Netherlands announces events will reopen with 100% capacity, no 1.5 metres

Felt a burning desire to flock to a single location with thousands of other people recently?

Yeah, it feels a little unnatural after over a year of anderhalve meter life, but believe it or not, the Netherlands has a pretty swift plan to get back to normal (the new, new normal?).

Vaccinations and tests unlock the doors

As of June 30, one-day outdoor events will be allowed to operate at 100% capacity if visitors can provide a vaccination certificate or a negative coronavirus test, announced outgoing State Secretary Mona Keijzer on Friday.

On the same day, there will no longer be a requirement to be 1.5 metres away from others during such events. We don’t know if this was Keijzer’s plan, but the dates are coincidentally just in time for the Dutch festival season 🎉.

Luckily, these measures aren’t being lifted all willy-nilly — we think. According to the cabinet, the removal of the 1.5-metre rules is based on the research results of the Fieldlab Events.

“If you have been vaccinated, tested negative or recovered from corona, you can go to a festival or concert as before,” said Keijzer.

Image: oneinchpunch/Depositphotos

Multi-day events on the horizon

Under the new rules, multi-day events are still a no-go — for now. However, from the end of July these will likely be possible, although there are extra conditions attached. For one, interim testing. That means you would need to show up with a test, then be tested over the duration of the festival as well. Small price to be able to rock out at Lowlands, hey?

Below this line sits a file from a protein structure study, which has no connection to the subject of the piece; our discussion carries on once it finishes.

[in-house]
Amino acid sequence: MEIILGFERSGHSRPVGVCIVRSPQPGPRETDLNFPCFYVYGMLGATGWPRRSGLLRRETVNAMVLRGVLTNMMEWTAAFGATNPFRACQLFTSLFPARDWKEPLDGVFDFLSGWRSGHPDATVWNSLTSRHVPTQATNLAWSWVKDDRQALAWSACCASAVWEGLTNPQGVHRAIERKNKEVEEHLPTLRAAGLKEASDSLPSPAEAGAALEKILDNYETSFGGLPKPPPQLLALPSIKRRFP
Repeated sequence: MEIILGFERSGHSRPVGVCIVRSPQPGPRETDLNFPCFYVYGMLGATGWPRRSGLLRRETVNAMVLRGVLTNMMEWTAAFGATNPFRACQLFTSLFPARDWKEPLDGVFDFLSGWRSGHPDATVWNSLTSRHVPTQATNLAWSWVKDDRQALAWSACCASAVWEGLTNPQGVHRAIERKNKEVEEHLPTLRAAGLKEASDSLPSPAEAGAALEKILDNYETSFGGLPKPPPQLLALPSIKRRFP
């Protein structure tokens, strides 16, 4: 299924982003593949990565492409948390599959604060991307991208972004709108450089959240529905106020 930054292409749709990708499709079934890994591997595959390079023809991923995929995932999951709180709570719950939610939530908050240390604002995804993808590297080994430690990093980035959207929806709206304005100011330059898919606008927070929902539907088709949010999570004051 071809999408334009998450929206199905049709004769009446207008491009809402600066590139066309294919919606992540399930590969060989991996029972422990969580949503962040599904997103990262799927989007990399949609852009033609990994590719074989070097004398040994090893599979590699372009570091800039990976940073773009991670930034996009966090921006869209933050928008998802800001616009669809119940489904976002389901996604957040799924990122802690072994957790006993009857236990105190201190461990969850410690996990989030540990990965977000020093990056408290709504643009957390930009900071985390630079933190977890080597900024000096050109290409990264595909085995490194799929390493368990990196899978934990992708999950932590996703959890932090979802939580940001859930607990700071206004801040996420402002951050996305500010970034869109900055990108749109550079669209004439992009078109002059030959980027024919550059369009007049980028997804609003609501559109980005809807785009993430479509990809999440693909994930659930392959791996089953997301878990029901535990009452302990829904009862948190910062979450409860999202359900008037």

At the same time, theatres, pop concerts, and potentially the catering industry, cultural institutions, and professional sports competitions may also get the same rules.

That’s all guys, gotta go buy some tickets now ✌️

Do you think the Netherlands is ready to open up on such a large scale? Tell us your thoughts in the comments below!

Feature Image: monkeybusiness/Depositphotos

Samantha Dixon 🇦🇺
Sam isn’t great at being Dutch. Originally hailing from Australia, she came to study in the Netherlands without knowing where the country was on a map. She once accidentally ordered the entire ice-cream menu at Smullers. She still can’t jump on the back of a moving bike. But, she remains fascinated by the tiny land of tall people.



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